James Tynan: Oh, my goodness. I mean, in terms of going back to my first business, it’s almost impossible. We were doing so much wrong that I just wonder whether any one particular piece of advice would capture it. I think the main thing that I would probably advise that version of myself would be to build for scale. That it’s so hard and so all-encompassing to build any type of business that what you really want to do is be super ambitious and to be building something that is your life’s work and that can really go enormous. And I think that what I was doing was very tactical and transactional and proximate, rather than any of those things. And so I’m not sure I really would’ve understood what I was talking about, but I think that that would be great advice for that version of me.

James Tynan: In terms of how do I advise founders, I mean, today, I don’t really think there’s good generic advice. I mean, I think if it’s generic, then it tends to slide off anyway. And I think the ability to help is a function of trust and a function of actually knowing what you’re talking about, both in terms of the area that you’re trying to advise someone, but also just knowing where they’re coming from and what they’re dealing with, which you only really get if you have kind of a trust-based relationship with that person.

James Tynan: So honestly, I think before advising, I’d just really be trying to listen and connect, and I think that’s probably the most important thing because the answers tend to emerge. I think that one of the things I’ve noticed from coaching or helping founders at Startmate is that sometimes the best answers emerge from them. It’s not that I’ve come in with this great piece of advice that they’ve kind of implemented. It’s much more often that through having a conversation where you’re genuinely listening and genuinely surfacing different issues and reflecting back to them some of their own ideas that they’re the ones who come up with the really excellent next step. So that’s my philosophy on advice. I think advice is a little bit of a tricky one.

Adam Spencer: That’s awesome. I love it. Last couple of minutes here. I want you to just talk about something that’s top of mind that you’re thinking about constantly, but keeping in mind that we’re trying to create a documentary here that will, as honestly and holistically, document the entire history of the Australian startup ecosystem. No small task. And I don’t know if we can pull it off. But we want founders, academics, investors, policy-makers, people from all corners of the ecosystem, to listen to this story. Any one of those categories or everybody; what do you want to tell people?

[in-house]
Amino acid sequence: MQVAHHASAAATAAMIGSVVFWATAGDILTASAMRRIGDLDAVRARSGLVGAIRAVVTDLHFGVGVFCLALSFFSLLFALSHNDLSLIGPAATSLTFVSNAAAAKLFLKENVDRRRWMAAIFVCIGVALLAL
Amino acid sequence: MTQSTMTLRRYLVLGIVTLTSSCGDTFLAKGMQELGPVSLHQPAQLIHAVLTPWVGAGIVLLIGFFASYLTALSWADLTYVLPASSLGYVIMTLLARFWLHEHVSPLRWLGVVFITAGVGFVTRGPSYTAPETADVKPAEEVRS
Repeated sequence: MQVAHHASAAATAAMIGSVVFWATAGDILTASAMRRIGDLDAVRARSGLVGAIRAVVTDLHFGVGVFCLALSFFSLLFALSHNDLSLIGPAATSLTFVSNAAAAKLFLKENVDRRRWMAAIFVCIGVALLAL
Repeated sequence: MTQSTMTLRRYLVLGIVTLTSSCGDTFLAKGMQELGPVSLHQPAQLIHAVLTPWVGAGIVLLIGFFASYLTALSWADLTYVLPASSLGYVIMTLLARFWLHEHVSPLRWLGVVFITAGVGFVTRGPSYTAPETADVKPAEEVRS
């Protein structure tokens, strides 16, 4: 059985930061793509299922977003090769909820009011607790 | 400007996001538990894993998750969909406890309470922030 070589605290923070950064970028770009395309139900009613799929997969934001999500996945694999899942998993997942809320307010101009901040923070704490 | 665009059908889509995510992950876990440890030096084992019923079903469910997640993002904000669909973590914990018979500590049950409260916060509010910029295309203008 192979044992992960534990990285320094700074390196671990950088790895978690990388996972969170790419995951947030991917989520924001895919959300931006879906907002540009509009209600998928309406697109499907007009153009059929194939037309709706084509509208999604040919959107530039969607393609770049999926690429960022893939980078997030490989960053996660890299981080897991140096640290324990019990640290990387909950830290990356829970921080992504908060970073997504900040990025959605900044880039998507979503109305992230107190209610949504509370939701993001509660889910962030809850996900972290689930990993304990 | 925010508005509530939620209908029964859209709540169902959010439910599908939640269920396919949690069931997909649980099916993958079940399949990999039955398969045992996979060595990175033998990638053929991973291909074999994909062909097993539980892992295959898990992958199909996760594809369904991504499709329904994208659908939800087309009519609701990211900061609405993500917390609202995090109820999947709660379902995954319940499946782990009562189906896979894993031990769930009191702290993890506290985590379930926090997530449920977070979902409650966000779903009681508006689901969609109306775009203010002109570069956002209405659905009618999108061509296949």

James Tynan: Yeah. Okay. Here’s one thing that is constantly on my mind: I’m often thinking about how Australia is incredibly lucky, but also very good at taking our luck for granted. And in the startup context, the way that I’m thinking about that is that I feel like we as a society have been very, very lucky to have all of these natural resources that have created this economic boom for decades. And that that, one way or another, is going away. And unless we can use that runway that this enormous economic boom and this fantastic raw talent and educated population and switched-on, technologically literate population… Unless we can leverage that into creating the next generation of global winners in terms of companies, we are going to be on the receiving end of the decades to come. Because the world has changed to the point where we don’t need two Googles and we don’t need two Facebooks, and Australia needs to leverage the runway that we’ve got to create some more global winners like Atlassian and Canva and others and really shift the majority of our economic activity into those types of businesses.

James Tynan: And that time is running out to do that. And that alongside that, we are also faced with a massive crisis in the form of climate change, and that there is a similar and even more immediate challenge to use whatever runway we’ve got to create some of the world’s biggest businesses that can ameliorate, that can address, some of the challenges we’re facing on that front. So I’m often just thinking about shrinking runway and our need to aggressively move our innovation, our financial cloud, and our fantastic raw talent into those areas before time runs out.

Adam Spencer: Thank you, James. Is there anything that I haven’t asked you that you would like to talk about in this series?

James Tynan: No. I mean, one thing that I think you probably do want to talk about at some point is the role of Square Peg in helping build this ecosystem. And of course, I wasn’t there for the early days of it, but I do think it’s something that would be good to follow up on in future conversations.

Adam Spencer: Yes, definitely. If you have any recommendations outside of Paul, in case that one slips through…

James Tynan: I’ll put it this way: I will make sure that you can connect with someone who has the early story. And if it’s not Paul, it’ll be somebody.

Adam Spencer: That’s amazing. I have you on record as saying that, by the way.

James Tynan: That’s totally fine. We’ll make that happen.

Adam Spencer: I hope you enjoyed that interview. More interviews are on the way. Follow the podcast wherever you’re listening right now. Stay tuned for more interviews with many, many more amazing people from the Australian startup ecosystem. Thanks for listening and see you next time.